The Scottish Lord by Joan Wolf


The Scottish Lord by Joan Wolf
Publisher: Untreed Reads
Genre: Historical, Romance
Rating: 4 stars
Reviewed by Mistflower

TWO HEARTS BEYOND CONTROL

Frances Stewart was the most stunning beauty of the London Season, with every noble gallant at her beck and call, and the most eligible lord in the realm, Sir Robert Sedburgh, begging for her hand.

Lord Ian Macdonald was the most headstrong and arrogant young blade ever to sneer at society’s strictures and to scorn caution’s advice in his reckless pursuit of his own desires.

As fate would have it (no one else would dare recommend such an unsettling alliance), these two paragons of pride came together. And as all of Regency society held its breath, first a few discomfiting sparks flew, and then the explosion came…

After reading two other books by Joan Wolf, I can hardly believe she wrote this one because it’s so different from the others. That’s a sign of a skilled writer. I may have my favorite dish at my favorite restaurant but sometimes I like to shake it up and get a different dish. Most likely I’ll get my favorite dish the next time. The point is that I’ll still go back to my favorite restaurant. It’s good to be different.

The technique in this story was my “different dish” and Joan Wolf is my favorite restaurant. The technique was written in multiple points of views. There were three different perspectives – the hero, Ian, the heroine, Frances, and Ian’s cousin, Douglass. I would not consider it “head hopping” but it was unique to me to have a first, second and third person speaking. It was further intriguing to me that the story started out with Ian’s cousin, Douglass, speaking in first person.

The execution of the plot was impeccable. The plot itself was complex with many moving parts. The synopsis doesn’t even give a hint to the depth of the storyline. There were several plot twists that I didn’t see coming. I was fixed to my seat from beginning to end, turning the pages as fast as I could. I couldn’t wait to see how it was all going to turn out.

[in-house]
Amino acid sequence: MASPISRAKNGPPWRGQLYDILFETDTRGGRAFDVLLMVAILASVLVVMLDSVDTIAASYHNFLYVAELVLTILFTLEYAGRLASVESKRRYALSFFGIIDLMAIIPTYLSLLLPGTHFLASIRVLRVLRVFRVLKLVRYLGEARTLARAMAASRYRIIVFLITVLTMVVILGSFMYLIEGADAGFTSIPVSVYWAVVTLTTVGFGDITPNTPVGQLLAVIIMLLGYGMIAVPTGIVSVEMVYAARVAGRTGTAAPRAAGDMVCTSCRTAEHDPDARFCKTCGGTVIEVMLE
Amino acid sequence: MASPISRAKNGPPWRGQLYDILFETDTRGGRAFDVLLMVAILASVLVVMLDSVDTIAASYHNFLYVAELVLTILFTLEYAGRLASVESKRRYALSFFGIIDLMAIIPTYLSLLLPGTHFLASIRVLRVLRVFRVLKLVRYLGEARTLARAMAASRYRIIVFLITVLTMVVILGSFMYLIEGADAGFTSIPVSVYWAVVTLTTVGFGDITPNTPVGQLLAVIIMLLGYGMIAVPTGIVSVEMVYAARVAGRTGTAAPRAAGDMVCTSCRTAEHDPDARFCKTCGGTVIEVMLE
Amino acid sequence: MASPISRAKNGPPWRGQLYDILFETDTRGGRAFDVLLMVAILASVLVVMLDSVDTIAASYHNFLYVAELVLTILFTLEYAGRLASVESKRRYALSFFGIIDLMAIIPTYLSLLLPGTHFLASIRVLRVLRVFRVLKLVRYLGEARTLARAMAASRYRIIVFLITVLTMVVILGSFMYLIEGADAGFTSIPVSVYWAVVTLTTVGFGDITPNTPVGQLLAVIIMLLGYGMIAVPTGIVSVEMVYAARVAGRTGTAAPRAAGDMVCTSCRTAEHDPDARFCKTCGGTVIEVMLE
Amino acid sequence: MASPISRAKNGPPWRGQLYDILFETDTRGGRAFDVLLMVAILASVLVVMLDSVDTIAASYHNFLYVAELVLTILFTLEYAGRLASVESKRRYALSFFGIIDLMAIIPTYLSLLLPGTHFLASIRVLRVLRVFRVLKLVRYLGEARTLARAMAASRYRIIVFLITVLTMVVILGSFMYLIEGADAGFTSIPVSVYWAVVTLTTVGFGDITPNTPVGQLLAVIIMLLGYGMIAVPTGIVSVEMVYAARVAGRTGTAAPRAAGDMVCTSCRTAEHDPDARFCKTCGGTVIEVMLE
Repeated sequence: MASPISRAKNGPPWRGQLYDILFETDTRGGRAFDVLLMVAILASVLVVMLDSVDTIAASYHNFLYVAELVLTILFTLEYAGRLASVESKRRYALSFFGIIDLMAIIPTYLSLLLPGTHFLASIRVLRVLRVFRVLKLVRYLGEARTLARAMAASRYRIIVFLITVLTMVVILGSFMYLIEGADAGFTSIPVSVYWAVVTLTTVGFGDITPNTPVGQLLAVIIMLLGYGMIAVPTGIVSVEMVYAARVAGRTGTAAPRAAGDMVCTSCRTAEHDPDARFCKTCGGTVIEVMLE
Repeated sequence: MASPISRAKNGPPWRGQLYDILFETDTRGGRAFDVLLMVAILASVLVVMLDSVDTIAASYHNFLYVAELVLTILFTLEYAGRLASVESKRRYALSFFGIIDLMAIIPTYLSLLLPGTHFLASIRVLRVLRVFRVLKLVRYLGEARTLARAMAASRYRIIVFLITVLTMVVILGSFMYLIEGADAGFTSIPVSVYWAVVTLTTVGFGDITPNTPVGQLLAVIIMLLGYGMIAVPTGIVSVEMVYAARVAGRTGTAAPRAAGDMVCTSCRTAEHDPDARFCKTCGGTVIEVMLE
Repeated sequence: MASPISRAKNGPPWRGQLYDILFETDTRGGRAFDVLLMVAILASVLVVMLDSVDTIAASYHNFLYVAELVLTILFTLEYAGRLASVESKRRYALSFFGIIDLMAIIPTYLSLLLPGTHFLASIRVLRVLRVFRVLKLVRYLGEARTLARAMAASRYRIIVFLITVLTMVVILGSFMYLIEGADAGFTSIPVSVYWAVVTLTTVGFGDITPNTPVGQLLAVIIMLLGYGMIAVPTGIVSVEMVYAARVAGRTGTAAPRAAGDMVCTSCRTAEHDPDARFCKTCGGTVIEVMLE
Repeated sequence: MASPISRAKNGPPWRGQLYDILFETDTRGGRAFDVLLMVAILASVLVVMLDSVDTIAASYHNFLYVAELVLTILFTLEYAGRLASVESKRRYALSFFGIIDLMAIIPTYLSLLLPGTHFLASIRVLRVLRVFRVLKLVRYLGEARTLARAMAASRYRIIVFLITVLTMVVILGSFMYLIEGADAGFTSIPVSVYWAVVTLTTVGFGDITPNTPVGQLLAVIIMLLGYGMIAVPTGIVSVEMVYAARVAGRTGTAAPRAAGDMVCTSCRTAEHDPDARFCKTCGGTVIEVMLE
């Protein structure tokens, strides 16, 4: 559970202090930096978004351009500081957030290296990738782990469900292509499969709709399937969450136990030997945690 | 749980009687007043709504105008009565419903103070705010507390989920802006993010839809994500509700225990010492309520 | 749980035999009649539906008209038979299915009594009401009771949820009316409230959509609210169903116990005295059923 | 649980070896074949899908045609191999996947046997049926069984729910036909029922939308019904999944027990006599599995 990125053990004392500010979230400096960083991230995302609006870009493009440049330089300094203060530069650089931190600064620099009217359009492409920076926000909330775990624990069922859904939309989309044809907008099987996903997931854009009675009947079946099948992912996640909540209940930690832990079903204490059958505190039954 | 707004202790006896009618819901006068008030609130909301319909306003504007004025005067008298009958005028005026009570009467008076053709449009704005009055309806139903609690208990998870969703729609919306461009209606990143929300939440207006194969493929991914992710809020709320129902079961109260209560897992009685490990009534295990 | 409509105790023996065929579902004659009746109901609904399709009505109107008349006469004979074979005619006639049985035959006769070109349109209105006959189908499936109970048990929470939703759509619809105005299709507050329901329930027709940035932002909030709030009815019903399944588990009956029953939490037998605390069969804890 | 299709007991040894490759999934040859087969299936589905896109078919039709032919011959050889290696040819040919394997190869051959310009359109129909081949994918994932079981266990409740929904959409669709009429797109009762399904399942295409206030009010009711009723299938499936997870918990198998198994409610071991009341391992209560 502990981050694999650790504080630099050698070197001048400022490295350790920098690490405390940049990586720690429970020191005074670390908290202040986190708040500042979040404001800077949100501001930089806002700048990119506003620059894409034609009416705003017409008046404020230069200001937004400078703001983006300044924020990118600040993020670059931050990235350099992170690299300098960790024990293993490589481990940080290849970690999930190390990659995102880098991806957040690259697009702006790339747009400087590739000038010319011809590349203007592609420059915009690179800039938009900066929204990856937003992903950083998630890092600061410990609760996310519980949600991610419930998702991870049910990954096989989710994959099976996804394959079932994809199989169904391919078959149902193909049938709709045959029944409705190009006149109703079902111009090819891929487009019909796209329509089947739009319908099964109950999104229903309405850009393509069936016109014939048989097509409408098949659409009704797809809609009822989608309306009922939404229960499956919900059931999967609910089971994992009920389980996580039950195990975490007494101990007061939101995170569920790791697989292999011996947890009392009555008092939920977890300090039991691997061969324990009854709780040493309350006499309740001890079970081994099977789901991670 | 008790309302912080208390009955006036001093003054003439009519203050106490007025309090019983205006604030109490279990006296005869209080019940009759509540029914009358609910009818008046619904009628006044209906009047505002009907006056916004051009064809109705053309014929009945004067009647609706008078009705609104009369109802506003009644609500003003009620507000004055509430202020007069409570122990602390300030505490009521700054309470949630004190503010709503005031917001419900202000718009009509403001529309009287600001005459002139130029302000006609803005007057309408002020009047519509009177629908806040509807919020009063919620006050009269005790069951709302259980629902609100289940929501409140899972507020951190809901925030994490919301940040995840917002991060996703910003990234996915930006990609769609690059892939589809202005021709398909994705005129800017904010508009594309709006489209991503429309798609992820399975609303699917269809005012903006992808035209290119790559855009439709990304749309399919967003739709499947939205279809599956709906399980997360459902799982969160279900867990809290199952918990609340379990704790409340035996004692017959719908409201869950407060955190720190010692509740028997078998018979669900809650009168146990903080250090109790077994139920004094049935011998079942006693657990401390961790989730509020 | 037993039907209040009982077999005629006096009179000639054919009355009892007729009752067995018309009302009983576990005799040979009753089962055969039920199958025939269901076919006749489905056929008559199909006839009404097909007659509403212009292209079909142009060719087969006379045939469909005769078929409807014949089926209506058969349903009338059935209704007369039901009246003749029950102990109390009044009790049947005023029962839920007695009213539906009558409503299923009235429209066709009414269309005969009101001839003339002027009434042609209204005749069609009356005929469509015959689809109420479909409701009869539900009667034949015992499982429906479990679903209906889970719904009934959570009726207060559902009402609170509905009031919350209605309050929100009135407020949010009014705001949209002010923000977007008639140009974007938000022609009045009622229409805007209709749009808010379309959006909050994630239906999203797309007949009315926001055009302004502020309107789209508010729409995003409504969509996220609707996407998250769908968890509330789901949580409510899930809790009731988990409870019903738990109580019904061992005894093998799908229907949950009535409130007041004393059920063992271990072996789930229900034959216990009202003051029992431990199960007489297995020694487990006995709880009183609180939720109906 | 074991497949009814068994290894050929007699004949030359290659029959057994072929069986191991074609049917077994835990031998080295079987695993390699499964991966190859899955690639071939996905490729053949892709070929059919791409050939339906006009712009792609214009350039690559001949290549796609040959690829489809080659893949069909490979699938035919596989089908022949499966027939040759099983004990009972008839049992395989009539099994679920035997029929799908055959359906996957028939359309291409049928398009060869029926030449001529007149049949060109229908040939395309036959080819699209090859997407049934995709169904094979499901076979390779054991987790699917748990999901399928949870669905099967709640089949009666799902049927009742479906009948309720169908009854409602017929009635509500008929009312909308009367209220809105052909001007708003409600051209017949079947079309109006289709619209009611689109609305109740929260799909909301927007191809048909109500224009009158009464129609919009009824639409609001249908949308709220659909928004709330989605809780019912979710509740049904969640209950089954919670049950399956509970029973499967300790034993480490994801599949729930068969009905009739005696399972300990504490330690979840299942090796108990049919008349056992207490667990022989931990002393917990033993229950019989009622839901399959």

The heroine, Frances, was unrealistically beautiful. Her exquisite looks were mentioned a few too many times for my taste. With her beauty came unsurmountable stubbornness. However, in Ian’s presence she became weak in a toxic way.

Ian, the hero, definitely did not make my book boyfriend list. He initially was obnoxiously selfish, jealous and cocky. Fortunately for his sake, he was somewhat humbled near the end of the story. I believe it was because Ian was childhood friends with Frances that made their romance relatable and acceptable. They had an unbreakable connection despite all the turbulence in their relationship.

Considering the rollercoaster ride Ian and Frances’s romance put me on, I felt the ending was abrupt. I wanted a more solid closure. I would have enjoyed an epilogue. I actually expected to discover The Scottish Lord to be a book one in a series. I wanted to know more about Maggie, Ian’s sister and her relationship with a man who was a family rival. Did Maggie’s mother approve of Maggie’s relationship with this particular man?

There were many positive elements in this book to recommend it. I felt it was worth my time and consider this an entertaining book. I believe The Scottish Lord would be a great book to debate at a book club. I can see how there would be mixed reviews worth discussing. I actually read that Ian and Frances are going to make an appearance in another one of Joan Wolf’s books called The Rebellious Ward. I already requested it.

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